Propane Industry Prepares to Battle to Protect Its Tax Breaks
Two alternative-fuel tax credits that currently apply to propane are set to expire at the end of the year
Propane lobbyists are gearing up for a hard sell on Capitol Hill for tax incentives they say would help make the fuel more readily accessible to vehicle fleet operators and homeowners who want to invest in energy-efficient technologies.
The industry joins other renewable energy and alternative-fuel advocates in appealing to lawmakers for special treatment in any comprehensive tax overhaul legislation. But what makes propane different from other gasoline proxies such as ethanol is that it’s a fossil fuel produced alongside the abundant supplies of natural gas flooding the U.S. energy marketplace.
Propane is produced from natural gas liquids or refined from crude oil and burns about as cleanly as natural gas. It costs about $1 less per gallon than conventional gasoline and can be used to power commercial fleets such as school buses and delivery trucks, as well as for home heating and cooking.
An alternative-fuel vehicle refueling infrastructure credit and an excise tax credit for alternative fuels — both of which currently apply to propane — are set to expire at the end of the year.
Besides achieving greater tax certainty — a common objective of stakeholders affected by the temporary nature of clean-energy tax benefits — propane proponents want to be considered on par with natural gas, both in the tax code and as a solution to curbing greenhouse gas emissions.
“When you think about natural gas, you should think about propane, too,” said Phil Squair, the National Propane Gas Association’s senior vice president for public and governmental affairs.
Total carbon emissions associated with burning propane have declined as the supply source for the fuel has shifted from crude oil to natural gas, according to a report by ICF International, which estimates that propane produced from natural gas creates 16 percent less greenhouse gas pollution than propane refined from oil. Propane has a similar — though slightly higher — carbon footprint to natural gas, but it does not contribute directly to the greenhouse effect because it breaks down rapidly in the atmosphere.
The domestic supply of propane has increased alongside growing natural gas production from shale formations and light crude oil extraction, according to the Energy Information Administration.
Total U.S. propane inventories grew by 1.6 million barrels during the last week of September to 67 million barrels, the EIA said in an Oct. 2 report. And the amount of domestically produced propane increased by about 9 percent between 2005 and 2011, according to ICF International.
Propane powered more than 143,000 vehicles in 2010, according to EIA statistics, but its share of the alternative-fuel vehicle market has declined in the past decade despite being the third-most-common engine fuel worldwide after gasoline and diesel. Consumer-grade propane consumption fell 24 percent between 2000 and 2010, according to American Petroleum Institute statistics.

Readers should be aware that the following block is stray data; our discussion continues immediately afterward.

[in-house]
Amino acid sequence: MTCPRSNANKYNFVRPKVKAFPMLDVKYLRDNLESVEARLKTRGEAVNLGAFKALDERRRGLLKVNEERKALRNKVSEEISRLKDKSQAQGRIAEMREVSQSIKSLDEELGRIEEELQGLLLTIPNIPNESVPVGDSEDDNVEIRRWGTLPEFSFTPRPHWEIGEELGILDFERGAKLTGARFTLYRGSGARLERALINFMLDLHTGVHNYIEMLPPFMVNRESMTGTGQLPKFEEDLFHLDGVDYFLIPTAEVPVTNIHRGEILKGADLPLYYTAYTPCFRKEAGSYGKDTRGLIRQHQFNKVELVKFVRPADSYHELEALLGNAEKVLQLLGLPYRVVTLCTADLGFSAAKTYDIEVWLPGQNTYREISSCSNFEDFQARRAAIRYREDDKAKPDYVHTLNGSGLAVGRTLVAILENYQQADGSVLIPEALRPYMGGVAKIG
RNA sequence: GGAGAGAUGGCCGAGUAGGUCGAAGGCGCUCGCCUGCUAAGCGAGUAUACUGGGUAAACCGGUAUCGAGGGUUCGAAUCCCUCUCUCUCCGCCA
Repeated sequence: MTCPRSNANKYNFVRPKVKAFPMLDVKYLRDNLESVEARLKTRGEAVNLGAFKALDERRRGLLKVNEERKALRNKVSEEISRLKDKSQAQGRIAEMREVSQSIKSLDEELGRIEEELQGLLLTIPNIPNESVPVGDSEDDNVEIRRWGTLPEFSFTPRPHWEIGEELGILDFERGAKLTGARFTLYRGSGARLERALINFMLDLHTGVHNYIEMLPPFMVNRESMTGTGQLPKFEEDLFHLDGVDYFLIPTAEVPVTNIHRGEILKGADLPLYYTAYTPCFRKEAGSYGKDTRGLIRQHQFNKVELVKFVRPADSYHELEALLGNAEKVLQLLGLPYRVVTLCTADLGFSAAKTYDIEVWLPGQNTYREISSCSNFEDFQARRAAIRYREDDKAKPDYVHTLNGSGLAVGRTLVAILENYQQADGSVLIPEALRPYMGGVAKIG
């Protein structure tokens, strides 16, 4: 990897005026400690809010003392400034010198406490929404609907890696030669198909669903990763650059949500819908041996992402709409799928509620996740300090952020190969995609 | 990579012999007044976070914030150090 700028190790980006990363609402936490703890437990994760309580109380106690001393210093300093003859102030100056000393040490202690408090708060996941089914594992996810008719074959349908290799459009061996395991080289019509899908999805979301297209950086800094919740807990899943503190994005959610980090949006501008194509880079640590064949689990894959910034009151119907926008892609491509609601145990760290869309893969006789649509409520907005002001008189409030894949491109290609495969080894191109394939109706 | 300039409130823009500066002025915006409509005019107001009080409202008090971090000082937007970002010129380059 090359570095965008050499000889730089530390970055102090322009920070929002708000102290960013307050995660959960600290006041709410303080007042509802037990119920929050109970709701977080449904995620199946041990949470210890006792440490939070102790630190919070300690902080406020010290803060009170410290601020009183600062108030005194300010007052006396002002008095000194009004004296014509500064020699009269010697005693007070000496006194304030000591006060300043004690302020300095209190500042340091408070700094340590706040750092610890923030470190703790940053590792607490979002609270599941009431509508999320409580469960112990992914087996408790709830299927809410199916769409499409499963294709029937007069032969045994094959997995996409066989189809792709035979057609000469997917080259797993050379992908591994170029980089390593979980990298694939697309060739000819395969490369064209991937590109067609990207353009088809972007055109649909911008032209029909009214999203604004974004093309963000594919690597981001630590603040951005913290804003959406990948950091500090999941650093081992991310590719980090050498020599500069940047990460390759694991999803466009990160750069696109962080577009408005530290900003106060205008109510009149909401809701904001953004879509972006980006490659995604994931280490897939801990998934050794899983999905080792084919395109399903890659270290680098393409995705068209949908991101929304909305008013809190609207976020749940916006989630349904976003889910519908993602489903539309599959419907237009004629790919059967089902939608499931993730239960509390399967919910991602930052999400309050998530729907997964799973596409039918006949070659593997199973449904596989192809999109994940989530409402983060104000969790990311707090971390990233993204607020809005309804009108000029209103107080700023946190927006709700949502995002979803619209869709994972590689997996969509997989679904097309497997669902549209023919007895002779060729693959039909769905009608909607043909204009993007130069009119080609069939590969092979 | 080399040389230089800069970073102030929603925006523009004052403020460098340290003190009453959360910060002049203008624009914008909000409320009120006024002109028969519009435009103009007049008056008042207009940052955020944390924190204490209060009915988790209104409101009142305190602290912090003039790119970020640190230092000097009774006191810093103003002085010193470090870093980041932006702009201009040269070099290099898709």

Propane vehicles took off during the 1970s oil embargo, but their rate of adoption dropped along with oil prices in the succeeding decades, the propane association’s spokeswoman Mollie K. O’Dell.
As supplies have grown with the domestic shale gas boom, she said, it is now more economical to expand propane use to other engine technologies.
Propane industry lobbyists want to see their fuel applied to any technology using an internal combustion engine, including agricultural pumping, combined heat-and-power systems and commercial lawn mowing.
“Our goal in propane being viewed similar to natural gas is for consumers to know that propane can power the same applications that natural gas can,” O’Dell said.
ICF projects modest growth in demand for propane in the years ahead, largely because of market penetration of new propane engine technologies and propane-fueled vehicles. The consulting firm expects that spike to be tempered, though, by continued improvements to the energy efficiency of appliances and buildings.
Providing tax benefits for gasoline alternatives would help shift some of the market momentum toward fuels such as natural gas and propane that have dropped in price but require expensive technology to utilize, said ICF analyst Michael Sloan.
“Because it’s a very small market right now, there’s not a lot of infrastructure and a relatively limited number of vehicles available for both natural gas and propane, which means that the buyers are not really aware yet of what the economic advantages for the fuel for transportation could be,” he said.
Like most stakeholders eyeing the possible tax code overhaul, the propane association wants a multiyear extension of its benefits to give the industry the time and stability to take advantage of them, Squair said. That means propane boosters will be competing in the fight to extend tax breaks with lobbyists for other niche energy sources, while also trying to fend off efforts by free-market conservatives to eliminate energy tax incentives entirely.
It remains unclear whether a tax overhaul effort will crystallize in the next few months, but Oregon Democrat Ron Wyden, a Senate tax writer who serves as Energy and Natural Resources Committee chairman and has taken a keen interest in promoting alternatives to gasoline, has said the stop-and-start nature of many energy tax incentives must change.
“We’ve got to narrow the gap between energy sources that have a huge array of subsidies and those that are sort of on a temporary roller coaster, and that’ll be the position I’ll take,” Wyden said.